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As employment issues make headlines around the country, entities privy to the challenges of employers and employees bemoan “rigidity”. Last month’s jobless figures reached 6.4 per cent – the highest since mid-2002 – as the Productivity Commission’s reputed wide-sweeping review of the country’s workplace relations system began. Australian Chamber of Industry and Commerce chief executive Kate Carnell told SmartCompany more than a week ago that the “rigidity of the industrial relations system” was a significant hurdle for SMEs wanting to employ staff. “It’s a risk to employ people when it’s really hard to down-size. We desperately have to make it easier for SMEs to employ and shed staff if business doesn’t go well.” Alli Baker Headshot ALLI BAKER, WORKIBLE Employment site Workible engages with both sides of the workforce equation, and recognises barriers to employers and employees looking to come together. [Read PubTIC article on Workible.] “We see a lot of SME employers struggling to navigate the industrial relations system while keeping their businesses staffed with quality employees,” Workible director Alli Baker told PubTIC. “And sadly, we also see a lot of them fail miserably, which leads to crippling staff turnover rates, employment relations nightmares, and in the end, costs Australian businesses a lot of time and money. “The systems and mainstream tools in place don’t make it easy for employers to tap into the talent they need to run and grow their businesses, and when it all becomes ‘too hard’, it stifles employment and hurts both employers and employees.” Baker says there is a “goldmine of talent out there searching for an opportunity”, yet SMEs often lack the knowledge of the system or resources to hire cost-effectively. Workible produces an app that allows job seekers to register interest in employers or categories of employment, and collates these as per the needs of employers posting jobs, to dramatically cut the time to hire and cost of recruitment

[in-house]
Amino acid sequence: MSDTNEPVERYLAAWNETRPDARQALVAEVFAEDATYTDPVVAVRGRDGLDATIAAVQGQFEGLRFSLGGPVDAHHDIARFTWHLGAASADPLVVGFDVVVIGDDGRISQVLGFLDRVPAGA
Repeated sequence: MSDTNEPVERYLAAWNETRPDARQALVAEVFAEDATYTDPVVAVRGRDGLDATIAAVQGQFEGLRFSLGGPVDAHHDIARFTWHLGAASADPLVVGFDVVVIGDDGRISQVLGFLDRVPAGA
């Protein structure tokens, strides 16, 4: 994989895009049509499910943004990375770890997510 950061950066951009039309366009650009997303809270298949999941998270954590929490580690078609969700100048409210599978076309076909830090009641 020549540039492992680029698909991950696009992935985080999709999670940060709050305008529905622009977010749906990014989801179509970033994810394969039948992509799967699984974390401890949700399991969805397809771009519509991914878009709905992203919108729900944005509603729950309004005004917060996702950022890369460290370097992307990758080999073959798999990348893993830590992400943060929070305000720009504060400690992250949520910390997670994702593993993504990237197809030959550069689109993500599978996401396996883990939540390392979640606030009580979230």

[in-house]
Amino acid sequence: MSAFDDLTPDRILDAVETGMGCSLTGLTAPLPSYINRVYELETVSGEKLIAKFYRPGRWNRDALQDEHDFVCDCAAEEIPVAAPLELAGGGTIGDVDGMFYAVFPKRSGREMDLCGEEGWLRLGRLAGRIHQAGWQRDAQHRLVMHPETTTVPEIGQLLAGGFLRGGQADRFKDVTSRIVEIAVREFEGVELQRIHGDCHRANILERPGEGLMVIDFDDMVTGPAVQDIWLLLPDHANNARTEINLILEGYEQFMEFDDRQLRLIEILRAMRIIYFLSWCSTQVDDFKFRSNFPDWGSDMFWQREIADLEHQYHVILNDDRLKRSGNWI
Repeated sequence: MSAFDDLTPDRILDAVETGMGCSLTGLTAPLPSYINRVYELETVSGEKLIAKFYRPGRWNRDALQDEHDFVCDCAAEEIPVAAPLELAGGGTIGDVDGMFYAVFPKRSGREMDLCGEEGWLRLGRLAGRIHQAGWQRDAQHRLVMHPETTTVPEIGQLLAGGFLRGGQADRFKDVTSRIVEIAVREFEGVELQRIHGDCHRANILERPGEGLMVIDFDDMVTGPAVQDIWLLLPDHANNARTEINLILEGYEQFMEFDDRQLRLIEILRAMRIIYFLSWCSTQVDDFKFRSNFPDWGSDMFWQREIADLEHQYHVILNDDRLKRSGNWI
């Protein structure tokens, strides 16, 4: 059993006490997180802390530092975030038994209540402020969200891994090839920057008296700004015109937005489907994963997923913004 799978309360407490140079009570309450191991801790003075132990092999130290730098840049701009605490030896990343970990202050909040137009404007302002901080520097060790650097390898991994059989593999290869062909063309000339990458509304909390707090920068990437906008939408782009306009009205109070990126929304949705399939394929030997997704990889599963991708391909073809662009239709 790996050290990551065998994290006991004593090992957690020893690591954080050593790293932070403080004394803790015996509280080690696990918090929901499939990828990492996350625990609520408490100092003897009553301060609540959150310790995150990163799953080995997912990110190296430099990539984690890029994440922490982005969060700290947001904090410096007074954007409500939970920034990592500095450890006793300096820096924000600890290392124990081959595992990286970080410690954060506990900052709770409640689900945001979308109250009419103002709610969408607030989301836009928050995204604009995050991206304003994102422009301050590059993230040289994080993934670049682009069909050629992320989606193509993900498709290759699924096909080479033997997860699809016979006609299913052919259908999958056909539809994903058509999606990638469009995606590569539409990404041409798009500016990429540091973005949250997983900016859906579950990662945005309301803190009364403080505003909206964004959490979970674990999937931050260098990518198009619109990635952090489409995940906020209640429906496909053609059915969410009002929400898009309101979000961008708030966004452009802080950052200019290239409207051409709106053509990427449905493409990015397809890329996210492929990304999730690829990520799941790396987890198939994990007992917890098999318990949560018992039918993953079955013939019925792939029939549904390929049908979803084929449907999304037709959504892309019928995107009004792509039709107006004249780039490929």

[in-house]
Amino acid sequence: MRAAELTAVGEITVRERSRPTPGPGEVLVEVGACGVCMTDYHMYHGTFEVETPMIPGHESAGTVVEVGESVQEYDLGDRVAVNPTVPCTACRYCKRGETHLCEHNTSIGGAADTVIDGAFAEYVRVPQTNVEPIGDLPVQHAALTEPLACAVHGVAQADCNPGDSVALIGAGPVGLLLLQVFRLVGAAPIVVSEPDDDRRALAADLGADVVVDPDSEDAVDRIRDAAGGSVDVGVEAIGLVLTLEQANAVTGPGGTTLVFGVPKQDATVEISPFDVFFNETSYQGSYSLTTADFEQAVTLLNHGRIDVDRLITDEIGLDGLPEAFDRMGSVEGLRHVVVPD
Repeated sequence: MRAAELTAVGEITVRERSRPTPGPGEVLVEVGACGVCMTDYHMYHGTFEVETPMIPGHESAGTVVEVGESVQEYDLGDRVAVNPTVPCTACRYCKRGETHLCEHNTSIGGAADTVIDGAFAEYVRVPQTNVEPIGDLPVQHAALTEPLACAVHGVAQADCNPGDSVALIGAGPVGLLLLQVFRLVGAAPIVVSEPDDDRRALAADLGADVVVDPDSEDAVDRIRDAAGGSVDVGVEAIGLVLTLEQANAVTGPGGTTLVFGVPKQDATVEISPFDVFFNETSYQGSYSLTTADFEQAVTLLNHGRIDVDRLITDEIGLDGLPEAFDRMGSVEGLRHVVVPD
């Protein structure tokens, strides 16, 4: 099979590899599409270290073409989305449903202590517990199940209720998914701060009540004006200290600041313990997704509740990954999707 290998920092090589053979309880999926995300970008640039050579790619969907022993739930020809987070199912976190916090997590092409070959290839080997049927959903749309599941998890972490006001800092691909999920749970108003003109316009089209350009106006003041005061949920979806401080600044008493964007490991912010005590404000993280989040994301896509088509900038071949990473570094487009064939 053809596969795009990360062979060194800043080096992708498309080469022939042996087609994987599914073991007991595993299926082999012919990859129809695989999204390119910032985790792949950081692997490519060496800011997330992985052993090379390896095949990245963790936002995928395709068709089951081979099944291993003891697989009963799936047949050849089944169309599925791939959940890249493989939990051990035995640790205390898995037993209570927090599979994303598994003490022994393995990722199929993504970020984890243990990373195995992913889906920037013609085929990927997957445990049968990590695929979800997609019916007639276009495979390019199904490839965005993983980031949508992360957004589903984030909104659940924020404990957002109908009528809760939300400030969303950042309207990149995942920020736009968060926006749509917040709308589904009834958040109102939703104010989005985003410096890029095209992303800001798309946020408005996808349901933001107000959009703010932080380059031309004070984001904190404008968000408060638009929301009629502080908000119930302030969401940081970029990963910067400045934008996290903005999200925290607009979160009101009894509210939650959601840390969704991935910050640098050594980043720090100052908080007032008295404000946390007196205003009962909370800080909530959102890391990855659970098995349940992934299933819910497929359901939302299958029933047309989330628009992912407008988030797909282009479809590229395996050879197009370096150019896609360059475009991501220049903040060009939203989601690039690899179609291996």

From baristas to barbers, cooks to cleaners, The GPT Group’s new Wollongong Central shopping centre will provide jobs for more than 800 people. The Keira Street centre’s 80 new stores will provide a massive employment boost and curb escape spending. In what’s believed to be a first in Australia, GPT will use one provider, Workible, to run a co-ordinated digital recruitment process linking Wollongong Central retailers with job and training agencies, community organisations such as The Salvation Army and The Smith Family, TAFE Illawarra and nine Illawarra high schools.
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The GPT Group is taking a high-tech approach to filling the hundreds of retail jobs in its Wollongong Central expansion. To help the new businesses find staff, GPT has created an online employment shortlist with digital recruitment company Workible.